Speaking to Associations as Discussed in the Make Money Speaking Club on Clubhouse Hosted by Lois Creamer
From Monday, 10/4/2021 Session
Lois’ opening comments: There is a surplus of cash in the bank accounts of associations and pent-up demand for members to get together at association meetings again.
National associations are made up of businesses.
Hotels are being contacted a lot for meetings.
If you are a professional speaker and have not lined up the things you need to apply for speaking opportunities at associations, now is the time to get these items ready:
- Positioning statement
- Core marketing sheet (one-sheet)
- Create a good bio (short, under 100 words and another that’s under 250 words)
- Pre-program questionnaire to let your prospects know that it’s not just a canned speech.
- High res business photo.
- Video showing you on the platform as well as virtual (show experience in both)
There are national and state associations for you to reach out to for potential speaking opportunities.
State associations have 8 or 9 opportunities per year that need speaker.
Key question to ask when you speak to someone who works at a company: “What associations do you belong to?”
Good chance your message could be good fit for association.
Experienced speakers: Go back to your database and send an email asking what associations they belong to.
Why: Everybody in the audience is a potential referral for more speaking.
Ask for an attendee list because it’s your marketing list.
Have an article that you can send to the association that goes a little deeper “id live to send a blog post or article special for your members as a follow up to the event.”
Create an advocate, someone who will refer you and push for you to speak at another (or larger) location or event.
Ask the contact that hired you: “Were you able to attend my program?”
If so, ask, If you think the message was good, would you be willing to walk this (your promo materials) in to a decision maker?”
See if the message would be of use for the business, and follow-up with each person that was in the audience.
Many associations will want you to speak for free. When you hear the request to speak for free, consider this as a reply: “I’m willing to waive my fee for something of value in return.”
At least try to get your expenses paid.
National Associations: Find the “Meeting Planner.” But, know that the Meeting planner doesn’t typically choose speakers. They gather the information to submit to committee that chooses.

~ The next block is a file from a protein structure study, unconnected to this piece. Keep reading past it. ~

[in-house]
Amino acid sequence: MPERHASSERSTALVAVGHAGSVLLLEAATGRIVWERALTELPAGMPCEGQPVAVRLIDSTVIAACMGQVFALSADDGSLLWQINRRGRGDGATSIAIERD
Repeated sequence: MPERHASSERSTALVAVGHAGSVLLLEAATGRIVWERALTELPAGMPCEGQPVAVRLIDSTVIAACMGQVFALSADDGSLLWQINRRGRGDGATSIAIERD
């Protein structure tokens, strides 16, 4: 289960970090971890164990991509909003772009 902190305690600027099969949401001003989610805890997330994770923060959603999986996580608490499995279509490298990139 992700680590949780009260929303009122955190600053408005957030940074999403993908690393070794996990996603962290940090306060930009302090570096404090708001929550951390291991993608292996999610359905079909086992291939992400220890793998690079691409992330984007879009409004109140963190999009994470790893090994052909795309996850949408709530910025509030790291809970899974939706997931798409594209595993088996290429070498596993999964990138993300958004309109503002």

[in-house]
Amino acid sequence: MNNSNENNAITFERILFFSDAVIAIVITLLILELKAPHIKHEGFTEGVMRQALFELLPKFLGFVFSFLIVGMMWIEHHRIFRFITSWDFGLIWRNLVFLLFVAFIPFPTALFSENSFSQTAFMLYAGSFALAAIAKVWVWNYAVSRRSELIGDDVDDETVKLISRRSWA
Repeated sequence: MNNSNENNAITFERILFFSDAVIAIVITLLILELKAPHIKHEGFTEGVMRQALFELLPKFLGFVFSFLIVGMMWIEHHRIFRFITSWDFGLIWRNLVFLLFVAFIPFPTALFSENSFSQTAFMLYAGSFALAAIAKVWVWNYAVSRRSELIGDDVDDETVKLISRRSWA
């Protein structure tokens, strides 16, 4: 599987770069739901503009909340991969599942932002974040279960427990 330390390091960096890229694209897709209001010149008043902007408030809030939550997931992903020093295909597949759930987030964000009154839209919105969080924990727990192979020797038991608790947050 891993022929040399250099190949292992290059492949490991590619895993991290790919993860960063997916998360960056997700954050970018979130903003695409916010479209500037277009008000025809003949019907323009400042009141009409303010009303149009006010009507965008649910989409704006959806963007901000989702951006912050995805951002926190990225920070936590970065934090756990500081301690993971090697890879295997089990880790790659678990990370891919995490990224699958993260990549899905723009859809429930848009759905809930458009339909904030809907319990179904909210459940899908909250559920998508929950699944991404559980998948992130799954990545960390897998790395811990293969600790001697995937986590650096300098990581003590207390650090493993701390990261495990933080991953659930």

When you call an association, and talk to someone who works with events, you will be given an email address to send your promotional materials to, so that you may be considered by the committee for a speaking opportunity.
For an association contact at the state level, ask for the executive director.
Notes from Discussions with Speakers Brought up to the Stage After Lois' Overview of the Theme
Carolyn: Go to LinkedIn and look up the associations and follow them. You don’t have to ask permission to follow them.
Lois Regarding follow-up with associations after you’ve sent your speaker promo information: It doesn’t help to follow up with the meeting planner.
Lois: Preview videos need to show both in-person and virtual.
We have 10 seconds to make an impression.
People want to see you presenting; not an interview, not about what you’re going to do.
They want to see you presenting to people.
They’re looking for you to speak with presence, confidence, and connection with the audience.
Anonymous: Ask for an in-kind letter if association isn’t able to pay.
Lois: Send a contract/agreement every time you speak. Say, “I want everything to be done as if you were paying my fee.”
Dont’ put video testimonials on your sizzle real. Put them on YouTube because bureaus have mentioned they know video testimonials are just fluff.
Thom: Associations are getting more inbound calls now from speakers. 5 a day is common. Approaching saturation. Thom’s rule: “You can’t have paid another similar speaker for the same level talk for the past two years if you are going to expect me to speak for free.”
Lois on asking for a video testimonial: Say, “I would love a testimonial from you. I work with…. Did you find my message to be valuable? Was that your experience?
Regarding video blogging: Suggest at the end: If you’d like to hear more click here and get on my mailing list to receive blog alerts.”